By LA Weekly
By Henry Rollins
By Weekly Photographers
By Shea Serrano
By Nate "Igor" Smith
By Dan Weiss
By Erica E. Phillips
By Kai Flanders
Yeah, it doesn’t matter what the genre of the music is; it has more to do with an artist’s intent or belief or integrity. And sometimes it’s a matter of pure tone — your body and your mind respond whether you want them to or not.
Blakeslee wasn’t so much into the blues or any kind of roots-folk music growing up. “When I was in high school and college, it was the DIY culture — music more like hardcore metal and punk. Now, genre names like that don’t mean as much, but back then it did.”
The punk or even metal aesthetic is another DNA strand pervasive in Entrance’s searing, cathartic performances, I venture to say.
“I think the aesthetic or ethic of that is something that got carried on in my style, totally. When I would go to shows when I was really young, there’d be like seven people there, and freaking out — not like some violent energy but some kind of release. That seemed to be the whole point, to the people in the band and in the audience. Just totally freaking out! [Laughs.] You know, energy that was sometimes not normal. It should be about some kind of escapist energy transmission, or something that is above and beyond your normal level of energy.”
In other words, whether he’s playing traditional folk songs or really loud rock, when Entrance performs, he’s baring his soul, and you, listener, just might do the same.
Not quite dead yet: Interesting how, when you look at the blues as the building block for about 90 percent of popular music, deep down there’s this undercurrent of bleak, doomy darkness. And how this, perversely, is a happy fact.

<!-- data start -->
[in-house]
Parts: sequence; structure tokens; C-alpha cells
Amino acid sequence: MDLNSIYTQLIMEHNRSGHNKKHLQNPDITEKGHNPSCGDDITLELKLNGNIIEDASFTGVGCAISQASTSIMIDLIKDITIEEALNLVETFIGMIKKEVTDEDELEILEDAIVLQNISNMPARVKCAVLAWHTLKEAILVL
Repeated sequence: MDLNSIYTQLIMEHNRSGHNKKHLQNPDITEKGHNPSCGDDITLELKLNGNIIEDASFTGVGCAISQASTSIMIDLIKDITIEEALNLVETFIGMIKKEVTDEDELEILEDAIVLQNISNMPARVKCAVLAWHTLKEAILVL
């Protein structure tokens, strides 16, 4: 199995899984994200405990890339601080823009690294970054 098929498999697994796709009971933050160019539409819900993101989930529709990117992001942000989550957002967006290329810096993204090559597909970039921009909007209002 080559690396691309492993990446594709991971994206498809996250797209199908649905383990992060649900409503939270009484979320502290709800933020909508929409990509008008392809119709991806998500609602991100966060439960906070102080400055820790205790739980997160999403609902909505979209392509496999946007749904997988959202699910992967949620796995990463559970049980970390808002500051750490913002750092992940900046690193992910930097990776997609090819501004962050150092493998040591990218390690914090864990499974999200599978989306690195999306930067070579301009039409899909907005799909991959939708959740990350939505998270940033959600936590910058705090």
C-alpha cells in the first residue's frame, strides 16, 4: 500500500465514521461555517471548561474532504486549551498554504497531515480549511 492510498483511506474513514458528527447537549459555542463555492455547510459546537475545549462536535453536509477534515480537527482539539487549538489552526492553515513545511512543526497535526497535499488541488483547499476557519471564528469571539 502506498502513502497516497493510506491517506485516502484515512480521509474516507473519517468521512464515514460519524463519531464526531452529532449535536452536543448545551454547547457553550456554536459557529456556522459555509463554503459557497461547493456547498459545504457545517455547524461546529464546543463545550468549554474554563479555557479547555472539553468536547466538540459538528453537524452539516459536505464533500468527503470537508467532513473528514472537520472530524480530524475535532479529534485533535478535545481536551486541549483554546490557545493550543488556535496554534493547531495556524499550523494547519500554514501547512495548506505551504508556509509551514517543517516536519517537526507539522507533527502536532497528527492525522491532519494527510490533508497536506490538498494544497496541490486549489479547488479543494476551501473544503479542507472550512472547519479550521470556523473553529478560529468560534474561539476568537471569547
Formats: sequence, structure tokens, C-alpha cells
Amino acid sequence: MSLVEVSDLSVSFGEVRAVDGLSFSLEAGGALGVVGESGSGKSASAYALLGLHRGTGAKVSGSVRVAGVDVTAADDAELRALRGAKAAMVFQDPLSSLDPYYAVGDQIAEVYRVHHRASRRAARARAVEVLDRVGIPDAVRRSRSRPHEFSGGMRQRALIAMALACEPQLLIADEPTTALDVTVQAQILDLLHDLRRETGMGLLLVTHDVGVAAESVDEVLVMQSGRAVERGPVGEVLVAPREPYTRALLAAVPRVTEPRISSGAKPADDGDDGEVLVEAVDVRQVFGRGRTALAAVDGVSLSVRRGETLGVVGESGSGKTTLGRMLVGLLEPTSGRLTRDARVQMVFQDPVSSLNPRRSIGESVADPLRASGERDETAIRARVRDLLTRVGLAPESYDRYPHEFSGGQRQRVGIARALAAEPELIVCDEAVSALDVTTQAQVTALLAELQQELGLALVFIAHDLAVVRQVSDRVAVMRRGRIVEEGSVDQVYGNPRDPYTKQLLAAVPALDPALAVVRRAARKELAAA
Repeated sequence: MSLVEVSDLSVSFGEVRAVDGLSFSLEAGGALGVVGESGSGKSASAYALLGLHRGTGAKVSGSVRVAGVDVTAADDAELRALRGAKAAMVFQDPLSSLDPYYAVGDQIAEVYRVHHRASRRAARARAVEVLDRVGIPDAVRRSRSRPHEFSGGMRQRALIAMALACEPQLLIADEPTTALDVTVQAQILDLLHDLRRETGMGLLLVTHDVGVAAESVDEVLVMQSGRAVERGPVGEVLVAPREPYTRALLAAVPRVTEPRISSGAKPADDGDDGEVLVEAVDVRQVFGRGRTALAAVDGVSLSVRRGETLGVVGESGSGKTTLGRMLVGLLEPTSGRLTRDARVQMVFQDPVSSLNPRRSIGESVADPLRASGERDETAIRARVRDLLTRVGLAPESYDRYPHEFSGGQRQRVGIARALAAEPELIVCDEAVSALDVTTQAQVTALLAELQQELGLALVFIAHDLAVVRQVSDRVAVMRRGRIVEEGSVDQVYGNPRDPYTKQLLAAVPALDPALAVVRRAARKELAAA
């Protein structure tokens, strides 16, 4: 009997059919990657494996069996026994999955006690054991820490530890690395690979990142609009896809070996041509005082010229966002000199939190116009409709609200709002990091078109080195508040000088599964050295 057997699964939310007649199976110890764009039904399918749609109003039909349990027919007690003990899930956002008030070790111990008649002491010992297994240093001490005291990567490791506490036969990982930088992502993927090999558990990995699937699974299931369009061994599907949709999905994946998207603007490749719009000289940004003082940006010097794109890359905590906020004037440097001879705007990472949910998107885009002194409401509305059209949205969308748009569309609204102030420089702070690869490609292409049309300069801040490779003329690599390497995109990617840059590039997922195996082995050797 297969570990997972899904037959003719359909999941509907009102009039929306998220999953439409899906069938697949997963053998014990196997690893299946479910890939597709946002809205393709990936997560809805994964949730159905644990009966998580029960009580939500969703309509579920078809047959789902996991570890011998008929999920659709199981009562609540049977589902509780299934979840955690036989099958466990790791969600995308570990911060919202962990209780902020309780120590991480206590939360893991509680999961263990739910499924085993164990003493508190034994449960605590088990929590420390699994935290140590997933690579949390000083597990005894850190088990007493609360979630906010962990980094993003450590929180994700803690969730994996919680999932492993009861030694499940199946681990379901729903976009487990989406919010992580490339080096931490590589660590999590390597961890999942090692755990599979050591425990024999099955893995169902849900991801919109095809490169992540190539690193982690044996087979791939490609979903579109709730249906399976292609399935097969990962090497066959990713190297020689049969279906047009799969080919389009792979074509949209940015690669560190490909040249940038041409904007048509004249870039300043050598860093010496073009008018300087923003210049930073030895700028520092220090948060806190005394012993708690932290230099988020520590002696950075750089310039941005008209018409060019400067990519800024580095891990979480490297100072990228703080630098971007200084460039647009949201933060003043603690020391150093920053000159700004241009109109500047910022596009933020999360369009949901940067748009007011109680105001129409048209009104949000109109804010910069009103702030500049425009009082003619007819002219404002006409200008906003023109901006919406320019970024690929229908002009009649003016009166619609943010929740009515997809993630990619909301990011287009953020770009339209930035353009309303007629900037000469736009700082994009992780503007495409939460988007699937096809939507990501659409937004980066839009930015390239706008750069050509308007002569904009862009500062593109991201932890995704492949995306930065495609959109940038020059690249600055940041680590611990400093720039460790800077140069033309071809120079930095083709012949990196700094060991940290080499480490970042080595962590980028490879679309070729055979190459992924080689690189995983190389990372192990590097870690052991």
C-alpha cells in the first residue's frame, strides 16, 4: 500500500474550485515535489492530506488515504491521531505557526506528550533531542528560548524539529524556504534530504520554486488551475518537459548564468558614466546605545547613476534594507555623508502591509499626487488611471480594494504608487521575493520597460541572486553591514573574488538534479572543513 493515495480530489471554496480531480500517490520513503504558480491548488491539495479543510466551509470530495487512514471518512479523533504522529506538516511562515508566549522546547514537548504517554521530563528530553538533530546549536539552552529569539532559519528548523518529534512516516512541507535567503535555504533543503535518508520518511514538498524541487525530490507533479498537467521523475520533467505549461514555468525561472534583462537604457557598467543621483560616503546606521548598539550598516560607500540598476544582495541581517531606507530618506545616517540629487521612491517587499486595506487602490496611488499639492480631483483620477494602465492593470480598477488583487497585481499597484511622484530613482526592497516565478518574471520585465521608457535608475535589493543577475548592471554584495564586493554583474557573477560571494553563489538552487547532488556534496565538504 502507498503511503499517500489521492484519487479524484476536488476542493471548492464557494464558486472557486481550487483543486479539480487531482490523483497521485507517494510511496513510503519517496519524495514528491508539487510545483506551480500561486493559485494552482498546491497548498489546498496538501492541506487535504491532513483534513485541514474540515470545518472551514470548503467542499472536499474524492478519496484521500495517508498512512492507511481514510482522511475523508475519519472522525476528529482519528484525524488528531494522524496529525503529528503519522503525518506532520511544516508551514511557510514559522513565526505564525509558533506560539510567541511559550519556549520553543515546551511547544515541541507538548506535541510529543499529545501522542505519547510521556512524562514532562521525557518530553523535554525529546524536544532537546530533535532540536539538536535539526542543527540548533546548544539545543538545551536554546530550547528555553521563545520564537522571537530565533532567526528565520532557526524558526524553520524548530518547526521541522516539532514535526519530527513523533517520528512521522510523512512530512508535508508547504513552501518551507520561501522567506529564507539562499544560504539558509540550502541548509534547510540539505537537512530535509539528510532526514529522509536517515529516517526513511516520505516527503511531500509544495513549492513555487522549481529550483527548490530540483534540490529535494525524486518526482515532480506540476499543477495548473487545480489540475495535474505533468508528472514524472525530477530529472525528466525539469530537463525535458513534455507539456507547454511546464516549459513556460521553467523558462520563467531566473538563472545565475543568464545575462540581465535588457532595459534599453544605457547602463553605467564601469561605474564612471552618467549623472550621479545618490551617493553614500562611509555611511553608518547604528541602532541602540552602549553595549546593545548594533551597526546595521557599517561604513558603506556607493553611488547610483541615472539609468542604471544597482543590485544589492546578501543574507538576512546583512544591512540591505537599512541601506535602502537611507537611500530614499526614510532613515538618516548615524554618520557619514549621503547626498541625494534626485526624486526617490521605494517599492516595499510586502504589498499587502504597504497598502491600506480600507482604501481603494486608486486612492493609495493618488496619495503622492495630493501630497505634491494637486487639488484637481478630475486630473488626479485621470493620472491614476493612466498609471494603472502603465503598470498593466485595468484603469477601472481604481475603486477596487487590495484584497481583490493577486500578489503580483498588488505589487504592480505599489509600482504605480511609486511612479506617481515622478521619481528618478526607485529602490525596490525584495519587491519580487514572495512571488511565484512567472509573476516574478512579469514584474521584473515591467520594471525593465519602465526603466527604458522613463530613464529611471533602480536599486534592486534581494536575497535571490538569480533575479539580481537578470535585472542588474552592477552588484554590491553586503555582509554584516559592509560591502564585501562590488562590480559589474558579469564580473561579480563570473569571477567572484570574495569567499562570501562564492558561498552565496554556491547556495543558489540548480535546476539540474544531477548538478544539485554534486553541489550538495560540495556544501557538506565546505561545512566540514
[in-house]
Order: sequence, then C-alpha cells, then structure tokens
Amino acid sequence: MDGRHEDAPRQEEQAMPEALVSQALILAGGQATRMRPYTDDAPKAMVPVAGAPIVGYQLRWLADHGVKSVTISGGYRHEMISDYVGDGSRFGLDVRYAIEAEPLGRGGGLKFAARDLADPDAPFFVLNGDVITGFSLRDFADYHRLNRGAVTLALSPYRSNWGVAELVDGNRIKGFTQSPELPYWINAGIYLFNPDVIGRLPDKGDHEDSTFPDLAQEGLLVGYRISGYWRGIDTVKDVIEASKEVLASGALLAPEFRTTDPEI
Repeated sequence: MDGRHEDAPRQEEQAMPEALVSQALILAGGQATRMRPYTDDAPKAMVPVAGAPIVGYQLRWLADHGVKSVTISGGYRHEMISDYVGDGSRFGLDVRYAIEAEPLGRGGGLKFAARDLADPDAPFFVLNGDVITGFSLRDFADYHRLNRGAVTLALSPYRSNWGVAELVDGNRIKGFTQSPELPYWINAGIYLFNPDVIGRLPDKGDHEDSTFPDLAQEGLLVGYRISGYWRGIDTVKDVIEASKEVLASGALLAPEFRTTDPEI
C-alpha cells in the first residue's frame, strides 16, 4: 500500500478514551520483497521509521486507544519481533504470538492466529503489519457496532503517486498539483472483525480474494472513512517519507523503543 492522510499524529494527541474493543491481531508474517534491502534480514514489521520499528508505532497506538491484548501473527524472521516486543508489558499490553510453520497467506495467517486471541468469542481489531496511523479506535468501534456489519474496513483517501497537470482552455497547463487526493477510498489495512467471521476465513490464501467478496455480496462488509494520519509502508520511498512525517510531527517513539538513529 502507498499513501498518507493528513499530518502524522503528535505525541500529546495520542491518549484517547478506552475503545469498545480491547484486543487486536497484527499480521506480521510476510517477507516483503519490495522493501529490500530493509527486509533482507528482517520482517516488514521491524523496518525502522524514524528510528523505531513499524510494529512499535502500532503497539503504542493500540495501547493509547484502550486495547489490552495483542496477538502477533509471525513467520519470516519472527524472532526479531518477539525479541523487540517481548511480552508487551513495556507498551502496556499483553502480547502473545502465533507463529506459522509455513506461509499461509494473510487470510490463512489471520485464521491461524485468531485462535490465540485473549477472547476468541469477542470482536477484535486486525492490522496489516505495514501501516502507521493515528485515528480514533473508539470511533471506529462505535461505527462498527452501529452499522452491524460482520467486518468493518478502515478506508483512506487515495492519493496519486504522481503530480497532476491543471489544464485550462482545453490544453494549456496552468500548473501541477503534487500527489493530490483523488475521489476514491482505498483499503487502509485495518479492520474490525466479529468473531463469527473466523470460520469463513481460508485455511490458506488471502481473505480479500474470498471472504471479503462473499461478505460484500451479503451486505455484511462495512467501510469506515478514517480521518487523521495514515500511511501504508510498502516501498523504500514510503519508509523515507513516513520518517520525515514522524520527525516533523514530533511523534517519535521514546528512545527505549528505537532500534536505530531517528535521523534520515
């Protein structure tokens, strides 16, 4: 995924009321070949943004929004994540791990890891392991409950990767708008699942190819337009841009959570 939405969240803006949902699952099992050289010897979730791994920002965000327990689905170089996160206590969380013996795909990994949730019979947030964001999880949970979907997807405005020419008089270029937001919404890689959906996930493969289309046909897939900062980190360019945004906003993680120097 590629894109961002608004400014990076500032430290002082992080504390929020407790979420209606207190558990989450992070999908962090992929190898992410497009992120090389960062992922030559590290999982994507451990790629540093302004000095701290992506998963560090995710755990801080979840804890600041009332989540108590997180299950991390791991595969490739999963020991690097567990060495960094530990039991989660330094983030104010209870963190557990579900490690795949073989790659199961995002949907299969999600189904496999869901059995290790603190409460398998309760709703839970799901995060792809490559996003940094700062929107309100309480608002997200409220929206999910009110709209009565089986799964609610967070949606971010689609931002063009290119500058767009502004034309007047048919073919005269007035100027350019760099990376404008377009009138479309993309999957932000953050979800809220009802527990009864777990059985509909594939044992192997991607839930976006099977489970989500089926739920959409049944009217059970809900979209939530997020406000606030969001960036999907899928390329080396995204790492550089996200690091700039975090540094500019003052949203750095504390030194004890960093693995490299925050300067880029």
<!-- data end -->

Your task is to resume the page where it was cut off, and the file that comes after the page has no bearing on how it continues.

“Old-time Appalachian music had its gospel side to it, just like blues did,” says Blakeslee. “All this definitely tied into the church; their mothers taught them the good way to think, then they’d go and play in whorehouses. A lot of old gospel music isn’t about what you read in the Bible, but about death, your awareness of death, and that’s a pretty psychedelic concept to me.”
When he hears such music, its spirit, Blakeslee becomes aware, he says, of a cosmic consciousness of life and death and wanting to do right because he too knows he’s going to die. He likens the effect to a sort of mystical concept, an occult concept.
“Everyone dies and everyone has to live until they die,” he observes, with a faint grin. “ ‘Prayer of Death’ is a Charlie Patton song, but the song that I wrote with that title is not that song. His song is about meeting his mother and brother and sister in some other world. ‘I’ll see you there when I get there.’
“Events that have happened in the last six or so years in this country — those events were planned to create fear, which they did. The fear of death is hanging over our heads right now. Yet it’s muted, and muffled. The word death isn’t being mentioned in blogs. But addressing death — talking about it — is psychological liberation. It’s not going to keep you from making the most ?of life.”
Entrance plays at Spaceland on Sat., Dec. 1.
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